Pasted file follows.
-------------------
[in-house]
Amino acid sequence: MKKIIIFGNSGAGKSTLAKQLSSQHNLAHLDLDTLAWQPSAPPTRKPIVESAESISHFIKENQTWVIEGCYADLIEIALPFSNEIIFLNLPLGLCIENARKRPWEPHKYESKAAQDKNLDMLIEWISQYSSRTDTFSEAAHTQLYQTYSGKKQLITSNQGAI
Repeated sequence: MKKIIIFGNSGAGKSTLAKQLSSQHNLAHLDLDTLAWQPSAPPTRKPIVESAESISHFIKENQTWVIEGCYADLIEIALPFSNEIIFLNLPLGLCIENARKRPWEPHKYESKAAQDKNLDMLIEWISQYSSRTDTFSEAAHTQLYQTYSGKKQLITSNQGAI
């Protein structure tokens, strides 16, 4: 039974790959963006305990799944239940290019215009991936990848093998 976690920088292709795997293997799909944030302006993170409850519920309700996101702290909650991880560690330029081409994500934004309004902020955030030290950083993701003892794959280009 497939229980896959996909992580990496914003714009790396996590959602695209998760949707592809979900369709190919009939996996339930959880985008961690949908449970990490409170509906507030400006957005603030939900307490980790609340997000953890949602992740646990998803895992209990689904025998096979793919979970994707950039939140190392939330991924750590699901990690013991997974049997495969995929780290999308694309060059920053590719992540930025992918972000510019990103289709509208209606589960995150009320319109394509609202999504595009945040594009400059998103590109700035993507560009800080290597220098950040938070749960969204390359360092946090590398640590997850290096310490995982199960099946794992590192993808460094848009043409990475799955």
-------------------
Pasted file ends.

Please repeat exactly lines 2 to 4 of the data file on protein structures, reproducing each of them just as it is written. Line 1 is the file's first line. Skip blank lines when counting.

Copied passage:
Amino acid sequence: MKKIIIFGNSGAGKSTLAKQLSSQHNLAHLDLDTLAWQPSAPPTRKPIVESAESISHFIKENQTWVIEGCYADLIEIALPFSNEIIFLNLPLGLCIENARKRPWEPHKYESKAAQDKNLDMLIEWISQYSSRTDTFSEAAHTQLYQTYSGKKQLITSNQGAI
Repeated sequence: MKKIIIFGNSGAGKSTLAKQLSSQHNLAHLDLDTLAWQPSAPPTRKPIVESAESISHFIKENQTWVIEGCYADLIEIALPFSNEIIFLNLPLGLCIENARKRPWEPHKYESKAAQDKNLDMLIEWISQYSSRTDTFSEAAHTQLYQTYSGKKQLITSNQGAI
């Protein structure tokens, strides 16, 4: 039974790959963006305990799944239940290019215009991936990848093998 976690920088292709795997293997799909944030302006993170409850519920309700996101702290909650991880560690330029081409994500934004309004902020955030030290950083993701003892794959280009 497939229980896959996909992580990496914003714009790396996590959602695209998760949707592809979900369709190919009939996996339930959880985008961690949908449970990490409170509906507030400006957005603030939900307490980790609340997000953890949602992740646990998803895992209990689904025998096979793919979970994707950039939140190392939330991924750590699901990690013991997974049997495969995929780290999308694309060059920053590719992540930025992918972000510019990103289709509208209606589960995150009320319109394509609202999504595009945040594009400059998103590109700035993507560009800080290597220098950040938070749960969204390359360092946090590398640590997850290096310490995982199960099946794992590192993808460094848009043409990475799955």